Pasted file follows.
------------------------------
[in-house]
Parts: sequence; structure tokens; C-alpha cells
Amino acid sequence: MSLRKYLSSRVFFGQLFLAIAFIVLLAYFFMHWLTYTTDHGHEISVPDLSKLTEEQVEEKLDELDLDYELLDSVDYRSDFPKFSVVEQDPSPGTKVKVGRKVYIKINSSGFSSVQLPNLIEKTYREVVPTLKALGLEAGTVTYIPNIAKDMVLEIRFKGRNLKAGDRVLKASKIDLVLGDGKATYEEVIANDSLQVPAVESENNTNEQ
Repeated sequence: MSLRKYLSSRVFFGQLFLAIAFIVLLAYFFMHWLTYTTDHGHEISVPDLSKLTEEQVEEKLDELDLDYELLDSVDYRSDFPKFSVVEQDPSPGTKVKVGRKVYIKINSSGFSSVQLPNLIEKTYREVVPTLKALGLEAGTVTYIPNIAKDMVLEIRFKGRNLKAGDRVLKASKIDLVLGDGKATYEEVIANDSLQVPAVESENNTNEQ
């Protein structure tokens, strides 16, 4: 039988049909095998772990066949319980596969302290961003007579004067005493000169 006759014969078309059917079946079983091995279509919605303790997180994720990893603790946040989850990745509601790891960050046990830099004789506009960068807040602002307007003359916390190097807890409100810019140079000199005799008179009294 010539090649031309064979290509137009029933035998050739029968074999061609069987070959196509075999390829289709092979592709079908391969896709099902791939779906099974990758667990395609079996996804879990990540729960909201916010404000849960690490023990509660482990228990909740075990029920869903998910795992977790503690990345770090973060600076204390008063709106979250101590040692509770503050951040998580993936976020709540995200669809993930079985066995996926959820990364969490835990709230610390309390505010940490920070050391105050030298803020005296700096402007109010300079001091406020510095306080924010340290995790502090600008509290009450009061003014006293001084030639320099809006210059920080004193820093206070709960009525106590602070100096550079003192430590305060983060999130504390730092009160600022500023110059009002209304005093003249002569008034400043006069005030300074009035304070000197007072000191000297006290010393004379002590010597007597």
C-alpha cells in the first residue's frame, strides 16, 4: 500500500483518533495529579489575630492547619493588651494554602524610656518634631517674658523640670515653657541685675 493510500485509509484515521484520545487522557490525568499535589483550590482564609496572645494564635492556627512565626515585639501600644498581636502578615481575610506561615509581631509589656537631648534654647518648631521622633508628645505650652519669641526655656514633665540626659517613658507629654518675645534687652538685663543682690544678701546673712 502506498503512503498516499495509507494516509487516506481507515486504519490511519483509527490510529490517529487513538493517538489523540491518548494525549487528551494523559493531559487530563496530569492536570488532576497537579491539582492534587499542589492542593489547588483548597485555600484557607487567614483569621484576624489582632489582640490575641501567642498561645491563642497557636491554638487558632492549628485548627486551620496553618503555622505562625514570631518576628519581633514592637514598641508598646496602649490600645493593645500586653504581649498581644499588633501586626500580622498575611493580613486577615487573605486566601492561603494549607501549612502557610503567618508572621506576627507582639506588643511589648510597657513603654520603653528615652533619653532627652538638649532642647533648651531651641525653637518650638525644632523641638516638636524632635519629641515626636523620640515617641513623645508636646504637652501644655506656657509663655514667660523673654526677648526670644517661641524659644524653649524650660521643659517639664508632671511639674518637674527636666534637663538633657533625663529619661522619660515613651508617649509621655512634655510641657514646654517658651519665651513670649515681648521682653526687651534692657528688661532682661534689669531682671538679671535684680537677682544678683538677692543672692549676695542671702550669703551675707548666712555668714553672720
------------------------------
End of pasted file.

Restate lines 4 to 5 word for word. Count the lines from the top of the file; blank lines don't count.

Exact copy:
Repeated sequence: MSLRKYLSSRVFFGQLFLAIAFIVLLAYFFMHWLTYTTDHGHEISVPDLSKLTEEQVEEKLDELDLDYELLDSVDYRSDFPKFSVVEQDPSPGTKVKVGRKVYIKINSSGFSSVQLPNLIEKTYREVVPTLKALGLEAGTVTYIPNIAKDMVLEIRFKGRNLKAGDRVLKASKIDLVLGDGKATYEEVIANDSLQVPAVESENNTNEQ
């Protein structure tokens, strides 16, 4: 039988049909095998772990066949319980596969302290961003007579004067005493000169 006759014969078309059917079946079983091995279509919605303790997180994720990893603790946040989850990745509601790891960050046990830099004789506009960068807040602002307007003359916390190097807890409100810019140079000199005799008179009294 010539090649031309064979290509137009029933035998050739029968074999061609069987070959196509075999390829289709092979592709079908391969896709099902791939779906099974990758667990395609079996996804879990990540729960909201916010404000849960690490023990509660482990228990909740075990029920869903998910795992977790503690990345770090973060600076204390008063709106979250101590040692509770503050951040998580993936976020709540995200669809993930079985066995996926959820990364969490835990709230610390309390505010940490920070050391105050030298803020005296700096402007109010300079001091406020510095306080924010340290995790502090600008509290009450009061003014006293001084030639320099809006210059920080004193820093206070709960009525106590602070100096550079003192430590305060983060999130504390730092009160600022500023110059009002209304005093003249002569008034400043006069005030300074009035304070000197007072000191000297006290010393004379002590010597007597």